Eating out? Top restaurants in Singapore aren’t just plating #Instaworthy meals but also pushing for smarter pairing techniques
The culinary scene in Singapore continues to see more luxury restaurants loosening their grip on the formalities of fine-dining. Forget stiff, white tablecloth service, fine dining can now be fun. And head’s up: Earning a Michelin star or providing impeccable service aren’t the only considerations for today’s discerning gourmands.
Take it from local celebrated chef Eric Neo who oversees all restaurants in both InterContinental hotels in Singapore, chef de cuisine Sebastian Reischer from Fireside Grill & Bar in InterContinental Bangkok and chef Chelsea Logan, who leads the pastry team at InterContinental Sydney Double Bay. The trio came together to shine the spotlight on innovative preparation techniques, all of which are predicted to play an even more significant role in the kitchens of fine dining establishments in the year to come.
Texture Is Everything
According to chef Neo, texture in food holds more value than ever in this time and age. “Gourmands now look forward to small, little surprises in their food, and this is where unique textures can really come to play,” says Neo. Case in point: chef Neo uses a soda siphon to infuses grapes with Champagne and nitrogen, giving the grapes an effervescent effect and a slight fizz on the tongue.
Strategic Pairing Techniques
Pastry chef Logan predicts that smart pairing techniques will come in handy for dessert creators like her next year. She joined hands with Claudio Russo, bar manager at Publico Ristorante to whip up a refreshing dessert-cocktail combination.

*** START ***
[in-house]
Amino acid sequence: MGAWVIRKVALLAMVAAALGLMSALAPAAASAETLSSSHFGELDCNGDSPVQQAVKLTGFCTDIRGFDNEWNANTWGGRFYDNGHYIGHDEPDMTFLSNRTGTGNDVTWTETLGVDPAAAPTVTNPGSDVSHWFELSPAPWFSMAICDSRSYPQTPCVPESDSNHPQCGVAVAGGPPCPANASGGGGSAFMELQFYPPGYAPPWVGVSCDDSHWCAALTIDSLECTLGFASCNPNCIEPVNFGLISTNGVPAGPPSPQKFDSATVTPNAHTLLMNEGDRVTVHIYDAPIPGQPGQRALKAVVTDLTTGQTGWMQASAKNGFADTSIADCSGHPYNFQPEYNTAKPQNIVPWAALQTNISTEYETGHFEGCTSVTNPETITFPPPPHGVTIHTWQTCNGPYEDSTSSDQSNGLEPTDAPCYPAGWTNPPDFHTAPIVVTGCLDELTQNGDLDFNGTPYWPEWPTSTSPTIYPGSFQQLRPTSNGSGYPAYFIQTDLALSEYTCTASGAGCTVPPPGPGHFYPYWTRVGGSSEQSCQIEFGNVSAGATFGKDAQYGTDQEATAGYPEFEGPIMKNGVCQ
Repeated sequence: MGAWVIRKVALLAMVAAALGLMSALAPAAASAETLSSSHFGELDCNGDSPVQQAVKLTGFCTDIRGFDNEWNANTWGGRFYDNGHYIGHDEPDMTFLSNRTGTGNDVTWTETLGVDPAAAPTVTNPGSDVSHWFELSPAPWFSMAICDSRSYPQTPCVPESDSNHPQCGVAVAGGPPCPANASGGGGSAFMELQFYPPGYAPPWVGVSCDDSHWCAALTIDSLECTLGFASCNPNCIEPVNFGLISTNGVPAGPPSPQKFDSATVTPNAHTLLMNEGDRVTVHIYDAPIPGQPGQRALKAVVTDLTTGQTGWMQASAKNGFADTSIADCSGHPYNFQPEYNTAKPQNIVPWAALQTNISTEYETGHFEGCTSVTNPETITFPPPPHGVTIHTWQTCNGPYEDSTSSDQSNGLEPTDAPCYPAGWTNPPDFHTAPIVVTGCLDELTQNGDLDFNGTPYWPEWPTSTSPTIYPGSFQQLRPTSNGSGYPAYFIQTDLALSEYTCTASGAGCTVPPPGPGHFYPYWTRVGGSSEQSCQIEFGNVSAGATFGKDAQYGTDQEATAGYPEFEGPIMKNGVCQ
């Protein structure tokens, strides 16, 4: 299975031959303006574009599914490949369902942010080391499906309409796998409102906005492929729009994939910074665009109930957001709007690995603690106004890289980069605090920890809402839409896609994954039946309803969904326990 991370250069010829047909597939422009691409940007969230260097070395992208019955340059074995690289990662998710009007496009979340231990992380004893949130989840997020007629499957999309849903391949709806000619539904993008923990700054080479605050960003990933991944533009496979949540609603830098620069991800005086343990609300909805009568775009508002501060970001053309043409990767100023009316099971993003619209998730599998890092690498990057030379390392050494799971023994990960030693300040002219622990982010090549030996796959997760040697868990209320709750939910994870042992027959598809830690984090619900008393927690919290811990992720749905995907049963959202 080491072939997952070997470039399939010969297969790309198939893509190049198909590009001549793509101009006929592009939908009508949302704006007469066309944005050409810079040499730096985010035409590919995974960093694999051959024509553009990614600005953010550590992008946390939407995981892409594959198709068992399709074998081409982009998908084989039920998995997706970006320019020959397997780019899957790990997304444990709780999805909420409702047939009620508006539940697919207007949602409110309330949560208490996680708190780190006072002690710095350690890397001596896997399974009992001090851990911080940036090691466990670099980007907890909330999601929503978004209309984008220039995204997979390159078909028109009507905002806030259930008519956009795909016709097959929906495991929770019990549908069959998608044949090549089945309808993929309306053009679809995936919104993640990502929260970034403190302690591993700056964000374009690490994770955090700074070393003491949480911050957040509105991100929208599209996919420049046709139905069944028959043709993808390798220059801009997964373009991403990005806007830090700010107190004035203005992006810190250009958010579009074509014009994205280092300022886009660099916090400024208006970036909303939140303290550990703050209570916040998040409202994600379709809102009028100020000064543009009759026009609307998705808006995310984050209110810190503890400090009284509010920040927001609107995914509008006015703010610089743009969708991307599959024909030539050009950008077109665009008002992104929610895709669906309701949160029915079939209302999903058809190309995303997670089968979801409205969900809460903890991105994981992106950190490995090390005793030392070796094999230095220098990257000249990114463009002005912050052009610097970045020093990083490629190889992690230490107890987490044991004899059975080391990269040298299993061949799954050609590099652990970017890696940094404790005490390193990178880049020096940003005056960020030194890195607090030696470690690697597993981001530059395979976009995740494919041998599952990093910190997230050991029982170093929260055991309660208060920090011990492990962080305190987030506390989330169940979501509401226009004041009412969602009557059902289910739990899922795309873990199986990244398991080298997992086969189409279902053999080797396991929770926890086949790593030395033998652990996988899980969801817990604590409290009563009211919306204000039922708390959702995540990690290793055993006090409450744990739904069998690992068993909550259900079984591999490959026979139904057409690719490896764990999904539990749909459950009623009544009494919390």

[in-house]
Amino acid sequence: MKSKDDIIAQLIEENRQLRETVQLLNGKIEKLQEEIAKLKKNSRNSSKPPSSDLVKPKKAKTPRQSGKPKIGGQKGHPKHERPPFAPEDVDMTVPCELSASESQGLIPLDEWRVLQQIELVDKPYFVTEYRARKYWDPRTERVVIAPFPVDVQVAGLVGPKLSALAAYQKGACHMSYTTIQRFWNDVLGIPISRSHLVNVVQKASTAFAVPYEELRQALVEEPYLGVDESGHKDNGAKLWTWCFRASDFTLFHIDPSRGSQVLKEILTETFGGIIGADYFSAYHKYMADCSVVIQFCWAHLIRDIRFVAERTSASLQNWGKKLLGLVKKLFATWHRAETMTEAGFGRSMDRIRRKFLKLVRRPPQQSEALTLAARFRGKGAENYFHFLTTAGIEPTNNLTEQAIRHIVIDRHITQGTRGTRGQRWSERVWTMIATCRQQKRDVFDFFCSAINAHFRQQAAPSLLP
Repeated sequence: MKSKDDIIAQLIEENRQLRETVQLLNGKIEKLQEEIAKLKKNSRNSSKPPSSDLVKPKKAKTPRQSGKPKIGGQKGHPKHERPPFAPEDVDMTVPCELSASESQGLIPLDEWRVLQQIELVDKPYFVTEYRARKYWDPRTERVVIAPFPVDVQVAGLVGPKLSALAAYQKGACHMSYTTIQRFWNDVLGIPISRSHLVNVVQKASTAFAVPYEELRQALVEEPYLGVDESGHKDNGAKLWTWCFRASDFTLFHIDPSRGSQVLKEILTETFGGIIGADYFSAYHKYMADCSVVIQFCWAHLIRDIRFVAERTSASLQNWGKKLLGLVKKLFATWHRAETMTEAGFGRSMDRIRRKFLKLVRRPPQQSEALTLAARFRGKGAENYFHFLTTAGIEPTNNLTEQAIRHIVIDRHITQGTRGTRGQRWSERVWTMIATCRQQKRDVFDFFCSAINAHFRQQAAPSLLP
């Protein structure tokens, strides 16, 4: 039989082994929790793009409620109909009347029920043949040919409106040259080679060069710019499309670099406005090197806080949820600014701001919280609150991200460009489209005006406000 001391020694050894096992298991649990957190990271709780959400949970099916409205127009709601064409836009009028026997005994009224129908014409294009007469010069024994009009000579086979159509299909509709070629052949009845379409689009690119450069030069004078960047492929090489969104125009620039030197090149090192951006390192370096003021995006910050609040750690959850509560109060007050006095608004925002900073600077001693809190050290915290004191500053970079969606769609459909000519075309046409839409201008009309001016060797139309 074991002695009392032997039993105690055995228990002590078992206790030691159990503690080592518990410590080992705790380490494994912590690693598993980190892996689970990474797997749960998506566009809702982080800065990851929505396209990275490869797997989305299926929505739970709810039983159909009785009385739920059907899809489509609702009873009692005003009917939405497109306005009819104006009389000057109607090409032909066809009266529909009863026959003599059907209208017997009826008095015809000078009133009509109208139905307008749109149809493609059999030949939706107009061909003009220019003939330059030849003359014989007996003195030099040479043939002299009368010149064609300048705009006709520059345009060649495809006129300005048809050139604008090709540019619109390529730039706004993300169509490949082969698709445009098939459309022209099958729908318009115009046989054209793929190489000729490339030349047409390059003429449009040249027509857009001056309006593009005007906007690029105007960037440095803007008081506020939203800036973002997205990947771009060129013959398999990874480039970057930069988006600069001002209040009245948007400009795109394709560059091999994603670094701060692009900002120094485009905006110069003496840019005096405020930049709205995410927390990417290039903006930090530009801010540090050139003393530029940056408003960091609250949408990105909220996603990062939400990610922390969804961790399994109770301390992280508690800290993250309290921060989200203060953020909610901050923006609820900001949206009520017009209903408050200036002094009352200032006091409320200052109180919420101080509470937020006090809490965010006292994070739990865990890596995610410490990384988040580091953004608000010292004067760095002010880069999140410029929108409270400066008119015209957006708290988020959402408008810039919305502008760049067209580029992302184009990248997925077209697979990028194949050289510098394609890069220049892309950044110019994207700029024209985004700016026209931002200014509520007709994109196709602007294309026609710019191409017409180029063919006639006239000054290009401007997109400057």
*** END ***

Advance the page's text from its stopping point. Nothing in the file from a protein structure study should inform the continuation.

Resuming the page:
Both created their own renditions of the classic gin and tonic — chef Logan’s version takes the form of lime curd paired with gin jelly, tonic rocks, juniper meringue and lemon sorbet while Russo’s Gin Fusion is a play of citrus and sweet notes with a tangy dash of ginger. Here, Logan proves that a well-concocted cocktail can easily elevate a simple palate cleanser to wondrous levels.
Expensive Ingredients Alone Aren’t Enough
“It’s crucial for your food to look appealing, but more importantly, you need to find the suitable visual for each dish. If the appearance doesn’t match well with the flavours of the dish, the entire dish may fall flat,” says chef Reischer.
He also foresees that fine dining will be made more affordable in the near future. “The spending habits of gourmands have changed over the years. They’re no longer just interested in putting their money on the most expensive dish or cocktail. The use of ingredients may be fairly simple, but it’s the techniques that you awe them with,” says Reischer.
One can argue that food is increasingly looking like the fashion industry. Trends come and go, but you’ll see a repeated cycle in time to come. Perhaps one day, less will once again become more, but in the mean time, here’s to pretty plates and dishes that take us by surprise.